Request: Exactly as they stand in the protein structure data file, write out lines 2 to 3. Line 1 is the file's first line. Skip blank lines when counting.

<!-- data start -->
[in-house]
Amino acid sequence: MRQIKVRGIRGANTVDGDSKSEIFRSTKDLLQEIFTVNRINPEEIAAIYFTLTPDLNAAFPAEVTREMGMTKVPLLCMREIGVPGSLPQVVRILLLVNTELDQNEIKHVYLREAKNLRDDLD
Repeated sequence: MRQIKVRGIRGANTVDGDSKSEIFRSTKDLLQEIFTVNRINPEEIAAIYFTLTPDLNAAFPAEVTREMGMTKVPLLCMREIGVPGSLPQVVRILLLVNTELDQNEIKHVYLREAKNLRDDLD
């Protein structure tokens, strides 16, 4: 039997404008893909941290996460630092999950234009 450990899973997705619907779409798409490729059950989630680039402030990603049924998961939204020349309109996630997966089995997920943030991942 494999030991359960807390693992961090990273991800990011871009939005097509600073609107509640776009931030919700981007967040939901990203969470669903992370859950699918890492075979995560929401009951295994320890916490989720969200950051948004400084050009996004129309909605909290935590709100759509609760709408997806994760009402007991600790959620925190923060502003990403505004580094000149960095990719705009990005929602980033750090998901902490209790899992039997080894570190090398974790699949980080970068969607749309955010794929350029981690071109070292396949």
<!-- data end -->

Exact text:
Amino acid sequence: MRQIKVRGIRGANTVDGDSKSEIFRSTKDLLQEIFTVNRINPEEIAAIYFTLTPDLNAAFPAEVTREMGMTKVPLLCMREIGVPGSLPQVVRILLLVNTELDQNEIKHVYLREAKNLRDDLD
Repeated sequence: MRQIKVRGIRGANTVDGDSKSEIFRSTKDLLQEIFTVNRINPEEIAAIYFTLTPDLNAAFPAEVTREMGMTKVPLLCMREIGVPGSLPQVVRILLLVNTELDQNEIKHVYLREAKNLRDDLD